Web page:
The central module of the Chinese Space Station (CSS) took off successfully this Thursday, April 29 aboard a Long March 5 B rocket. The launcher’s booster is about to re-enter the Earth’s atmosphere, but we does not yet know exactly where or when this debris will hit our planet.
The first stage of the Chinese Long March 5B launcher falls “unpredictably” to Earth after its successful launch on Thursday April 29 from the Wenchang base, reports News. His return to Earth could happen any day. The odds suggest that this debris will burn in the atmosphere and that the “survivors” will fall back into one of the oceans, which cover just over 70% of the planet. However, it is not excluded that the booster threatens an inhabited area.
An uncontrolled re-entry
Most rocket boosters do not reach orbital speed and reenter the atmosphere, ending up in a predefined area. Some, larger, go a little higher, but operate deorbitation maneuvers in order to reduce the time in orbit to avoid the risk of collision with other spacecraft and immediately enter the atmosphere.
Regarding the launch that interests us, everything suggested that the Long March 5B would perform an active maneuver to de-orbit. Obviously, that was not the case. Hence the uncontrolled fallout.
It is now very difficult, if not impossible, to anticipate the trajectory of this falling rocket stage, as there are so many uncertainties in the calculation of the effect of atmospheric drag on the central module (the atmosphere terrestrial can expand or contract with solar activity). The size and density of the object are also a factor.
Timing is essential
According to ground radars used by the US military, the main stage of the launcher, about thirty meters long and five meters wide, is currently flying at an altitude of between 170 and 372 kilometers, traveling through space. over seven kilometers per second. Given its speed, the booster revolves around the Earth approximately every 90 minutes.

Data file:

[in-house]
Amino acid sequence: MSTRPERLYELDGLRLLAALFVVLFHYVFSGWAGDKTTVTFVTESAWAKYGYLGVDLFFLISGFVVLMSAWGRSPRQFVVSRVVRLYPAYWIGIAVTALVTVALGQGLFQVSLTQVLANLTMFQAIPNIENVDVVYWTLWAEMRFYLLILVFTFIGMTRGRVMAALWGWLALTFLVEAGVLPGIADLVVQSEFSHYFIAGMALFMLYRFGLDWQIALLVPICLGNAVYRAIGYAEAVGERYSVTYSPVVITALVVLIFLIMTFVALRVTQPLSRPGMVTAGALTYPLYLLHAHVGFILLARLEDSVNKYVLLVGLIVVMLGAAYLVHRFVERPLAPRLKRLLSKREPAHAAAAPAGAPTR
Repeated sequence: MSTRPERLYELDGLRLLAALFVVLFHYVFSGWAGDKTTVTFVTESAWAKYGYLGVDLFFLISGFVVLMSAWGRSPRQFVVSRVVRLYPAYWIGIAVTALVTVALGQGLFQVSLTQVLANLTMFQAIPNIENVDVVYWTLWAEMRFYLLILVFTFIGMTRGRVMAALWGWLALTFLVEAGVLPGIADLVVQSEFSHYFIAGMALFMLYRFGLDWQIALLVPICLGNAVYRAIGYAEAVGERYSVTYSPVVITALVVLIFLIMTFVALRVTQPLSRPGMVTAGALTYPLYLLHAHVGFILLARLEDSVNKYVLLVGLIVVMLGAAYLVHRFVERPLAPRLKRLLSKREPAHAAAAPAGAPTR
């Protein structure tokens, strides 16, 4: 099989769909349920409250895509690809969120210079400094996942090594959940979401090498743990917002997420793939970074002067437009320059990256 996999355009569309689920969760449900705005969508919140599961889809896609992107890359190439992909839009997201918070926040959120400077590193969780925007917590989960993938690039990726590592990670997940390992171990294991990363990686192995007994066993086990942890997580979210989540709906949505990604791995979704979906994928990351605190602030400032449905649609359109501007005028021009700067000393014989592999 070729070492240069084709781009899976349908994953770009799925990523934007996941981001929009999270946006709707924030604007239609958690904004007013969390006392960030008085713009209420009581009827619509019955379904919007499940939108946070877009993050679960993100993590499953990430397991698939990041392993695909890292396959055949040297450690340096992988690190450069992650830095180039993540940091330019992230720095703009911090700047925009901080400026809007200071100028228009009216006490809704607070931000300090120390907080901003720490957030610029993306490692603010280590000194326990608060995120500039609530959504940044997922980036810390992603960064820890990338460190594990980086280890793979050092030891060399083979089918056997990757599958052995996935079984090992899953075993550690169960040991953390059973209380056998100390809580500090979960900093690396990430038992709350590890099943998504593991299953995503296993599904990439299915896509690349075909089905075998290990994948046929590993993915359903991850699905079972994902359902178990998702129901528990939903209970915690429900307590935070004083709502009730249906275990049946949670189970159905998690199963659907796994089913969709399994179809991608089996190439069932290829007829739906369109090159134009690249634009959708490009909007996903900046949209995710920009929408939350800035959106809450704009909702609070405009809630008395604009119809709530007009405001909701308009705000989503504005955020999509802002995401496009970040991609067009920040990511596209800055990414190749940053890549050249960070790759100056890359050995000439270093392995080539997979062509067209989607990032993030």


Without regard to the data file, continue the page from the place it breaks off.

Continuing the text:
The more time passes, the more the object slows down, before being “grabbed” by the gravity of our planet. Its orbital inclination is 41.5 degrees, which means that it sometimes passes a little further north of New York, Madrid and Beijing, sometimes through southern Chile or through Wellington, New Zealand.
As Spacenews points out, “The thrower could therefore re-enter at any time in this zone”. Timing will be essential. At these speeds, a shift of a few minutes in atmospheric reentry can shift this reentry point by several thousand kilometers.
Spaceflight observer Jonathan McDowell ruled “unacceptable”, according to current standards, to let such a massive object enter uncontrollably into the atmosphere. “Since 1990, nothing more than ten tons has been deliberately left in orbit to enter in an uncontrolled manner”, he explains. “However, it is believed that the central stage Longue Marche 5B, without its four side boosters, has a dry mass (thruster vacuum) of about 21 tonnes of mass”.
For the specialist, it is likely that a large part of this booster will end up burning in the atmosphere a few minutes after its re-entry. On the other hand, it is possible that components made of heat-resistant materials, such as tanks and thrusters made of stainless steel or titanium, can reach the ground.